One of the most common causes of pulsating tinnitus is turbulent or noisy blood flow going to arteries in and around the ear. This can be caused by a plaque or kinks in the arteries in both the head and neck – which under normal circumstances would not cause any problem.
In such cases where plaque has built up within the arteries or bloodflow has been increased because of hypertension – high blood pressure – then one symptom of these problems is that you start to hear the blood as it passes through the arteries in your head.
Obviously though, these aren’t the only causes of pulsating tinnitus. Here’s a quick list of the most common causes.
The Venous Hum
- Thyroid Problems
Collectively, these conditions can cause an increased blood flow through the jugular vein. This is the largest vein in the neck and carries blood from the brain back to the heart going past the middle ear. The noise created by turbulence in the bloodflow as it passes through the jugular vein is often heard in the middle ear as an “Hum”. Many times this will be in rhythm with the bloodflow — but not always. Doctors may refer to this noise as a Venous Hum.
Cartoid Artery Fistula
This condition results in an abnormal connection between the large artery and venous pool found within the cranial cavity. Many times this is due to severe head trauma perhaps as a result of an accident.
Chronic infection or inflammation of the middle ear
Chronic infection in the middle ear will often result in inflammation of the middle ear. The body often responds to inflammation by increasing the blood flow to the affected part or tissue. In this case, as the affected part is in the ear mean that some people are able to hear this increase blood flow as it something they’re not used to.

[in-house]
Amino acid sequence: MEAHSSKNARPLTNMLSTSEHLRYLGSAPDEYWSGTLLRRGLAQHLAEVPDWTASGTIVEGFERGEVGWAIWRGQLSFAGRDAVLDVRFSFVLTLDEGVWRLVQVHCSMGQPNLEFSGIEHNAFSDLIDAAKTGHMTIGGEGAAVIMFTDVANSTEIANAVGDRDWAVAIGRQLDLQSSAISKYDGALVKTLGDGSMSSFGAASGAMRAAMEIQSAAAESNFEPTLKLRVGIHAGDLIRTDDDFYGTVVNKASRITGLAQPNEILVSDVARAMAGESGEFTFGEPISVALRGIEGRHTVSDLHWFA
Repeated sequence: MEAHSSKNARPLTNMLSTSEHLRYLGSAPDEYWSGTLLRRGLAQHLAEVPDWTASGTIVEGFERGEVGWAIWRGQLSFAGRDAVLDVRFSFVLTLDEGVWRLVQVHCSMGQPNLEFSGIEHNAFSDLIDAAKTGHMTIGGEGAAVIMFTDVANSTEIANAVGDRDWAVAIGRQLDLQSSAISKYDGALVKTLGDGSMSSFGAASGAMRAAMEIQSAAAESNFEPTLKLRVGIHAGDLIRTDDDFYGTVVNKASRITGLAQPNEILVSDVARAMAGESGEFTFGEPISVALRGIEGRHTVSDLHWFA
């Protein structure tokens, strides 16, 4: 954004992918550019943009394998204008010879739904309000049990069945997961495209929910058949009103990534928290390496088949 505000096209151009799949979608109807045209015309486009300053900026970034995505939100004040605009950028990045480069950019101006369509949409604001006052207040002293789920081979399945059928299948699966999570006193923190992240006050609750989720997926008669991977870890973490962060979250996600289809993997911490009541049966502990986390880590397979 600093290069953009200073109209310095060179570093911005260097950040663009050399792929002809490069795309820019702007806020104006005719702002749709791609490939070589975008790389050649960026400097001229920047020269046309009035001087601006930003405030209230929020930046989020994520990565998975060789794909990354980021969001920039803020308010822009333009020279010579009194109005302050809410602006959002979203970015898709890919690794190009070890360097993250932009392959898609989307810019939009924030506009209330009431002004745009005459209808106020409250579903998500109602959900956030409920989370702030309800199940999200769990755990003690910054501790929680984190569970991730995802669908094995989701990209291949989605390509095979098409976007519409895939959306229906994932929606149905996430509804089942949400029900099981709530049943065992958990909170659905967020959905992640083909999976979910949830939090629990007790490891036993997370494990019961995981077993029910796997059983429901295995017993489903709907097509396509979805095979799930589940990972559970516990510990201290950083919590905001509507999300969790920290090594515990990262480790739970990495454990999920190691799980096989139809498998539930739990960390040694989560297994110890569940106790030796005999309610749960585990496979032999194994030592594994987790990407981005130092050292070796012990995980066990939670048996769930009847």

Fluid in the middle ear
Under normal circumstances the middle ear is filled with air. However, there are a number of circumstances such as infection, inflammation or eustachian tube problems that result in fluid building up behind the middle ear. As the fluid accumulates this can distort or put pressure on the tissues in the middle ear such that the bloodflow seems to be more apparent to the sufferer.
In many cases tumours such as these glomus tumours (paragangliomas) are benign. But again as they will cause a distortion of the tissues within the ear and may constrict arteries. Quite often a symptom of the type of tumours is that the sufferer can hear their blood flowing. In this case surgery is often the only remedy.
Malformation of Arteries
Arteriovenous malformations (AVM’s) in this case the sufferer develops an abnormal collection of arteries and veins within the cranial cavity and in close proximity to the auditory nerve. The tissue which develops as a result of this malformation pulses against the auditory nerve stimulating it and giving rise to alternating tinnitus.